Academic journal article Social Behavior and Personality: an international journal

Impostor Tendencies and Academic Dishonesty: Do They Cheat Their Way to Success?

Academic journal article Social Behavior and Personality: an international journal

Impostor Tendencies and Academic Dishonesty: Do They Cheat Their Way to Success?

Article excerpt

College students (N = 124) completed self-reported measures of impostor tendencies and academic dishonesty (tendency to engage in plagiarism in written assignments and cheating in examinations), as well as social desirability. Based on extreme scores on the impostor measure and independent of social desirability responding, nonimpostors (20 women, 11 men) reported a greater tendency to engage in plagiarism in papers and cheating in examinations, compared to impostors (22 women, 10 men). Results indicated that students who report impostor tendencies claim lower rates of cheating and plagiarism to obtain academic success than do nonimpostors.

The impostor phenomenon refers to feelings of intellectual phoniness experienced by high achieving individuals (Glance & Imes, 1978), despite objective evidence to the contrary. These individuals report doubts about their abilities that they believe to be overestimated by others and, as a consequence, fear that they will be found out. That is, impostors believe others will discover that they are not truly intelligent, but are in fact, "impostors" (Glance, 1985). Glance observes that repeat successes fail to weaken impostors' feelings of fraudulence or to strengthen a belief in their ability. Impostors react either by extreme overpreparation, or by initial procrastination followed by frenzied preparation (Chrisman, Pieper, Glance, Holland, & Glickauf-Hughes, 1995; Glance & Imes, 1978). If the task is successful, a sense of accomplishment and relief is experienced. However, once a new achievement task is encountered, feelings of anxiety and self-doubt recur and the cycle of self-doubt continues (Glance, Dingman, Reviere, & Stober, 1995; Leary, 1995).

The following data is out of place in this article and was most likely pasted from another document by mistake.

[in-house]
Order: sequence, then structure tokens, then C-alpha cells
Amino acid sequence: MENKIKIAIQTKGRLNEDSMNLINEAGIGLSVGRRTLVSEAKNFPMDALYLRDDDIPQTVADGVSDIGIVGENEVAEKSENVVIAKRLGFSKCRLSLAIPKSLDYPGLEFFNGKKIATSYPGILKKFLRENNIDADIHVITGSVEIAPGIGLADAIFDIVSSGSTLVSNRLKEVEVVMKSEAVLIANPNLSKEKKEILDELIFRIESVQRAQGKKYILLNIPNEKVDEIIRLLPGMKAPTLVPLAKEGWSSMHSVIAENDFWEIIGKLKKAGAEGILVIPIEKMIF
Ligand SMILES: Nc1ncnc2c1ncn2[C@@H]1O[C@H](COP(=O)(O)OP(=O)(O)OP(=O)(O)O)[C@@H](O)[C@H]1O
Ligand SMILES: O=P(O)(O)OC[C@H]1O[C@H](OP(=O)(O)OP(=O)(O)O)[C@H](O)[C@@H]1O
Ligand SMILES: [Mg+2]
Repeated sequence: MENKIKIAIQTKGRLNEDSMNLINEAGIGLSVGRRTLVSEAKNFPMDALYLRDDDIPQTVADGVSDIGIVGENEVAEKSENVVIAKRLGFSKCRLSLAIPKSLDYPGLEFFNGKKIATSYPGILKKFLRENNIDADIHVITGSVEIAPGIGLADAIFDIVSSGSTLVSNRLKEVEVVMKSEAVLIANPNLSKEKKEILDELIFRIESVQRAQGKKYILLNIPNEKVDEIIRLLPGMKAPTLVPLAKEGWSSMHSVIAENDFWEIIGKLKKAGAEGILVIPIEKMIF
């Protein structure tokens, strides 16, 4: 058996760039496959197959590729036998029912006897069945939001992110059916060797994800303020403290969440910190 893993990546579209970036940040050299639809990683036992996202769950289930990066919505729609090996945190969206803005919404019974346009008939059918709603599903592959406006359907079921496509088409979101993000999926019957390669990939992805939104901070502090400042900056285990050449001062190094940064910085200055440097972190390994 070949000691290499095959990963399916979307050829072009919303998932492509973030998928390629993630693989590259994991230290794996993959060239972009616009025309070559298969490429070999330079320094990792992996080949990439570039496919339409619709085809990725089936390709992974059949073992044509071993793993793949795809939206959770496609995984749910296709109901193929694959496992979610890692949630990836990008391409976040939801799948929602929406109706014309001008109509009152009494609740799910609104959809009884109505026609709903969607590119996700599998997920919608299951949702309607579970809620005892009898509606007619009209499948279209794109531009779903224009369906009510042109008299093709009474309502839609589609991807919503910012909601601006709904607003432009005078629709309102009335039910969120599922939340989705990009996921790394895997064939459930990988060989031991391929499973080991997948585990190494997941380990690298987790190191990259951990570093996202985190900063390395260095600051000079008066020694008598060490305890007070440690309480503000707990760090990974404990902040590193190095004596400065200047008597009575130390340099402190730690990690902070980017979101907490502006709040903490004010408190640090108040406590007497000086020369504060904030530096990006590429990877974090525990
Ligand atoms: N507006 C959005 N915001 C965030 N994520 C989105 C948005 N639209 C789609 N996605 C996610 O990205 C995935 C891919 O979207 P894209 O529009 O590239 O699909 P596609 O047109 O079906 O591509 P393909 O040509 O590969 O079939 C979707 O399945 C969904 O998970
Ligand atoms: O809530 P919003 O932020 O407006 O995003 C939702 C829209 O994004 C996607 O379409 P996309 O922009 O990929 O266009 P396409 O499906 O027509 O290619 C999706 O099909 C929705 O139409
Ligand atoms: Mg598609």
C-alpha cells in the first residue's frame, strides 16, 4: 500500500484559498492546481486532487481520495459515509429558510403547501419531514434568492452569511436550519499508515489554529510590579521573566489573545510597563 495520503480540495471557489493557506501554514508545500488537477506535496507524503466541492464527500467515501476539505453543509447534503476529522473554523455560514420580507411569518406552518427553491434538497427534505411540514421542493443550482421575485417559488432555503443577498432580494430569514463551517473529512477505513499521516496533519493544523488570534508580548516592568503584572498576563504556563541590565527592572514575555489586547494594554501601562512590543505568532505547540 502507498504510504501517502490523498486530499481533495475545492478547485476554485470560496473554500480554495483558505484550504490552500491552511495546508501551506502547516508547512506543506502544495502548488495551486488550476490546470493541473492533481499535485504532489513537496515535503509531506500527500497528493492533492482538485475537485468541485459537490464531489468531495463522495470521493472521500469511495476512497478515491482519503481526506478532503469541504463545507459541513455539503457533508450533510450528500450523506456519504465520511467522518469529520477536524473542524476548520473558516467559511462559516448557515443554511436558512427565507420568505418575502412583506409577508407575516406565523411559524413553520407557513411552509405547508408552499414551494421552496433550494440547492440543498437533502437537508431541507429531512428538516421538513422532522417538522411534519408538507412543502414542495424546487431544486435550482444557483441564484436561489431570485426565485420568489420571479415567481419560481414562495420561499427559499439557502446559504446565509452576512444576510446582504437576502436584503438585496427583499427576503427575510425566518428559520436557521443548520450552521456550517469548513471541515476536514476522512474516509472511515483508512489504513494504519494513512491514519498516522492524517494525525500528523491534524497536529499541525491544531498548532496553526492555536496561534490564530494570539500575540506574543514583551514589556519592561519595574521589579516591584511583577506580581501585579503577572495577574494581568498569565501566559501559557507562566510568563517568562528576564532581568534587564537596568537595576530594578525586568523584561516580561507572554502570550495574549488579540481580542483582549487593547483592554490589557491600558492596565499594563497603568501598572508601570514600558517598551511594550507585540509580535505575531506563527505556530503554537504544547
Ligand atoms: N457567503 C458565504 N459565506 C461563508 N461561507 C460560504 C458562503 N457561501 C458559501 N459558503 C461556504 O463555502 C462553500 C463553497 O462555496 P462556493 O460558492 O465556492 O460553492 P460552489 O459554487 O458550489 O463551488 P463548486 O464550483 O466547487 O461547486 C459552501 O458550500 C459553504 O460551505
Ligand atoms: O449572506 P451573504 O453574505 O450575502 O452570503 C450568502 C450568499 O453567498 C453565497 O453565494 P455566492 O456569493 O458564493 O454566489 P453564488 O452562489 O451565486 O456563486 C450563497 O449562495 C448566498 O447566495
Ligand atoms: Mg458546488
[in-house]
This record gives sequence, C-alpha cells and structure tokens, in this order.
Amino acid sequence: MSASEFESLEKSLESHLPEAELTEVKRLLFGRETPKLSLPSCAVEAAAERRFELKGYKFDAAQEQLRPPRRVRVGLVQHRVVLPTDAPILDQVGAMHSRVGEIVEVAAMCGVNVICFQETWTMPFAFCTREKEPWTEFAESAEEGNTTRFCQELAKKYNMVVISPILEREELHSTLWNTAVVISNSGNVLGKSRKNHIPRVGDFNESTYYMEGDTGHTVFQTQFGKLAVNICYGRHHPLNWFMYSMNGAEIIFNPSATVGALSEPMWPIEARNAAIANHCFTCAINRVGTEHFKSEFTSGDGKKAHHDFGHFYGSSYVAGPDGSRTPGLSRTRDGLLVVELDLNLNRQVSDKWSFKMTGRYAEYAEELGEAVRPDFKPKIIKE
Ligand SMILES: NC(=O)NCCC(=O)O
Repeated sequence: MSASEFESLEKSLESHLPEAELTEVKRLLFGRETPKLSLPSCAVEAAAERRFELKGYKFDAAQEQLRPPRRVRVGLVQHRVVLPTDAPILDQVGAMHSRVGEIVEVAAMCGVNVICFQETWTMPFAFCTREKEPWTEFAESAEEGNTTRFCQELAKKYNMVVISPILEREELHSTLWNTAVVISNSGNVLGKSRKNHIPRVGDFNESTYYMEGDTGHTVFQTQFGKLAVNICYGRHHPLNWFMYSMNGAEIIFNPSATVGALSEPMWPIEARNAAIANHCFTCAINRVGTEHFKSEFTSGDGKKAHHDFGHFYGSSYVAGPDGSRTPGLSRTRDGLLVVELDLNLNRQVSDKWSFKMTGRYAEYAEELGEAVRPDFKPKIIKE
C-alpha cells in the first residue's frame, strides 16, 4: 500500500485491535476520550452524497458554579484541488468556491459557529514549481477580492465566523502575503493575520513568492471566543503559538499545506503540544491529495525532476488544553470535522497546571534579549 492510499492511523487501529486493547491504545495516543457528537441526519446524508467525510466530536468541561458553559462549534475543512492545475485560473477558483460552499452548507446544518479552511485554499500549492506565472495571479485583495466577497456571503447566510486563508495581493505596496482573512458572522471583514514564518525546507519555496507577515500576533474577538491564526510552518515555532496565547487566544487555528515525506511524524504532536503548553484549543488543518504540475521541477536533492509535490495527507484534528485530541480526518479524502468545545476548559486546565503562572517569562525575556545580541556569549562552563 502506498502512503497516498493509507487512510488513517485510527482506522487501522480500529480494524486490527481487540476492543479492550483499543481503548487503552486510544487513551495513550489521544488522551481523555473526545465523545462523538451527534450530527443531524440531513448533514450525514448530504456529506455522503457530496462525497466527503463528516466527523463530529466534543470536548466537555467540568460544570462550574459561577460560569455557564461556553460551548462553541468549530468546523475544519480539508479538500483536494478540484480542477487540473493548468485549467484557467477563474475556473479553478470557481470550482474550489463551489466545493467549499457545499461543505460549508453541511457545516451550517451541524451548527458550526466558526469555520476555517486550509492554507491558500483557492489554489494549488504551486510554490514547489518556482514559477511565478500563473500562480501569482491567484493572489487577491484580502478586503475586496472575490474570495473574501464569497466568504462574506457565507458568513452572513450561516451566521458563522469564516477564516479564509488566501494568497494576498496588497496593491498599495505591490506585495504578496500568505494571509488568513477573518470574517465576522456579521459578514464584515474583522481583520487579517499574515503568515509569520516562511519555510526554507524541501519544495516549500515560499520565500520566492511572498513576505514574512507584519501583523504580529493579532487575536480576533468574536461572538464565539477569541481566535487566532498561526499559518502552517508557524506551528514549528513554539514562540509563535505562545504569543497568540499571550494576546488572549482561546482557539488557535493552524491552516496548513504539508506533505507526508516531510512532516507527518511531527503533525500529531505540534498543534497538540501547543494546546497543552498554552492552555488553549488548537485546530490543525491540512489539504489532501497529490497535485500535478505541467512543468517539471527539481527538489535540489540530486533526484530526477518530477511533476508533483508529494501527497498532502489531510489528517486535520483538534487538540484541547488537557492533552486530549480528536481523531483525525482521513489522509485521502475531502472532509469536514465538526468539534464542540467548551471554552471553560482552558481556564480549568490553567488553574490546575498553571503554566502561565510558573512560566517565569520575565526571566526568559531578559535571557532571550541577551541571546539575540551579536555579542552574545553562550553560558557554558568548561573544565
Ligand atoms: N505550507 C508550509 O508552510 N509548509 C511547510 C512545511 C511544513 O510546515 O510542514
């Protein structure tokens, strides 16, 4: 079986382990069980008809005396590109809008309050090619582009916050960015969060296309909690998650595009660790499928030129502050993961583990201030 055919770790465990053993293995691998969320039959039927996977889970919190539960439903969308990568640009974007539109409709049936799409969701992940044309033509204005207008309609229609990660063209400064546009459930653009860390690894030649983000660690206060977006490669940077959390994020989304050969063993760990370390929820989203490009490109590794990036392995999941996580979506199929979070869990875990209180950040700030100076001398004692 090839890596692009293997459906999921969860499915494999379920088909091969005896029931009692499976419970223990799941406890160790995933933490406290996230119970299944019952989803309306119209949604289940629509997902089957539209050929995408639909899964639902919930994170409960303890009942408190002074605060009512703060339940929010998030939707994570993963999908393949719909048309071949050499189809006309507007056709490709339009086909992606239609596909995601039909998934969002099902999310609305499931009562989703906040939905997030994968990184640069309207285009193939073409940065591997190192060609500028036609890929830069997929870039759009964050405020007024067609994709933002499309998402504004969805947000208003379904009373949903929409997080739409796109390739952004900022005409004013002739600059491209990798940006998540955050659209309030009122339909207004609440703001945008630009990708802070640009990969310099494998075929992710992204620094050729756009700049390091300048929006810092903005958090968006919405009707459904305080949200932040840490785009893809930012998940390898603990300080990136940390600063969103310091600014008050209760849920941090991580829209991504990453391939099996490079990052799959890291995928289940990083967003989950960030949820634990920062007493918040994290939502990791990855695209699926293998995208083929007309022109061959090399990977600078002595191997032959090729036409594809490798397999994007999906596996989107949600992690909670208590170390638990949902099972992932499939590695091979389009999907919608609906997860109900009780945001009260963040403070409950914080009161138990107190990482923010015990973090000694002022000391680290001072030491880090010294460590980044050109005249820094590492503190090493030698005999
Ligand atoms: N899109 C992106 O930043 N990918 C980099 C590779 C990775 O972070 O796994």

Because a perception that success earned through hard work cannot truly reflect ability, impostors fail to recognize their achievements as the outcome of ability or talent (Covington & Omelich, 1985). Instead, they are likely to attribute their successful achievement to factors such as effort, believing that they must work harder than others, or to luck, convinced that their success is due to factors temporarily stacked in their favor. Either way they forfeit the affirmation of a job well done (Topping & Kimmel, 1985). As a consequence, impostors experience guilt or shame about their successes, believing that eventually it will be apparent to others that they lack strong intellectual abilities (Cowman & Ferrari, 2002; Thompson & Richardson, 2001). Impostors report symptoms that include generalized anxiety, depression, lack of self-confidence, frustration, low self-esteem, and also a tendency to report concern over mistakes, and to reject objective evidence of their successes (Chrisman et al., 1995; Glance & Imes, 1978; Imes & Glance, 1984; Thompson, Foreman, & Martin, 2000). In short, impostors negate all external evidence of their ability, discrediting positive affirmations from others about their successful outcomes while overgeneralizing the implications of poor performance to their self-concept (Glance & O'Toole, 1988).

Cowman and Ferrari (2002) found that shame-proneness and self-handicapping best predicted impostor fears among students. Consistent with this outcome, Ferrari, and Thompson (2004) found that impostor scores by students correlated positively with favorable impression management strategies, and that impostors were more likely than were nonimpostors to engage actively in self-handicapping acts in order to reduce the likelihood of unexpected performance success. Together, these studies suggest that impostors may sabotage their task performances, perhaps to demonstrate that they do not deserve their obtained successes - to show they are, in fact, frauds. Within a college context, the opportunity to engage in destructive behaviors may include cheating in assignments and examinations, or plagiarizing written works. These dishonest academic behaviors may result in high grades or "success," but the student would demonstrate that he or she was a "fraud" and not deserving of the high performance s/he obtained if caught. …

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